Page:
Turkish government reveals gambling crack down details

Turkish Finance Minister Naci Agbal
Turkish Finance Minister Naci Agbal reveals gambling crack down details.

The Turkish government is being upfront to local media, revealing plans to seize as much money as possible from blocking Turkish players from gambling at offshore sites.

According to local media outlet Milliyet, the Turkish Finance Minister, Naci Agbal, revealed the Government is attempting to obtain as much money as it can from Turkish players gambling at offshore online gambling sites.

The Finance Minister has estimated that illegal gambling revenue accounts for 40 billion liras per year.

The comments follow the announcement of a two-year crackdown on illegal gambling activities including online casinos in Turkey, as well as land-based gambling dens, in July.

According to Calvin Ayre, the government has assigned Turkish financial institutions to detect and crack down on illegal gambling activity, with the Financial Crimes Investigation Board (MASAK) ensuring local banks participate.

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Turkey’s internet service providers (ISPs) have also been monitoring online activity, with Minister Agbal warning gamblers that they will have their bankroll confiscated and face harsh penalties if they continue gambling.

To really emphasise the point, people who dabble in illegal online gambling will receive a text message alerting them that the government is monitoring them.

Minister Agbal has also gone down the public image route, claiming that offshore gambling sites are run by international criminal networks and if citizens are patriotic they wouldn’t knowingly spend their money at sites which could indirectly “threaten Turkey’s national security.”

The Finance Minister has also been quoted by local Turkish media claiming that illegal gambling operators in the country employ taxi drivers to collect money and take it to bank accounts set up to handle illegal betting.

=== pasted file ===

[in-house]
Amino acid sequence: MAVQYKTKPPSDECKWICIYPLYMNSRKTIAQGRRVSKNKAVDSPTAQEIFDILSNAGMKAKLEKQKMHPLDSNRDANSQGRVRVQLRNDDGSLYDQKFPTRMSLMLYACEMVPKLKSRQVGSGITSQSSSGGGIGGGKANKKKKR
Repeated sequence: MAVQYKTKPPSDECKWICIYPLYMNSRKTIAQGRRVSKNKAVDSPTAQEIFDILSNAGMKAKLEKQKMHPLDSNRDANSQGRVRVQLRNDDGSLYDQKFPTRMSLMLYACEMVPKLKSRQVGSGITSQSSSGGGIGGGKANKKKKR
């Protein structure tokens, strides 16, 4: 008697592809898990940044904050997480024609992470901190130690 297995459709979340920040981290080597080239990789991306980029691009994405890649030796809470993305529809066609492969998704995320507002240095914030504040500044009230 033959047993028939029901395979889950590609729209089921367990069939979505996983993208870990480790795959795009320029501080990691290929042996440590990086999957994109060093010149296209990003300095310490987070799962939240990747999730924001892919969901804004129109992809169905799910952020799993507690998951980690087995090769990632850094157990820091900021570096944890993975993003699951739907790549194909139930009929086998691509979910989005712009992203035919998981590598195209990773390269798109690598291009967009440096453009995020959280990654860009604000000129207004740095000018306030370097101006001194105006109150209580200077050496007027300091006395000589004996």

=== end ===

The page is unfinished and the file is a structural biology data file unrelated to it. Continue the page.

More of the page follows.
Minister Agbal reportedly said that surveillance cameras at the banks and ATMs in question would be able to identify anyone who was involved in the illegal gambling operations.

Although Turkey has increased its efforts in cracking down on illegal online gambling operations, several providers remain in the Turkish market.

But this has caused problems for the operators too, including GVC Holdings. The online gambling conglomerate owns Superbahis, which is an online sports betting site operating in the Turkish market.

When GVC entered a bid to acquire UK bookmaker Ladbrokes Coral, questions were raised regarding Superbahis and whether it would remain in the market given the changing regulatory environment.

Last week GVC CEO, Kenneth Alexander, said the Turkish market was “quite a small part of the group now and it’s getting smaller all the time because other markets are growing much faster.”

Alexander added that the Turkish market is “of far less relevance to us now than it was say five years ago.”

In other parts of the world, gambling regulators are cracking down on all kinds of gambling advertising, with the UK Gambling Commission successfully reducing ads on Torrent sites.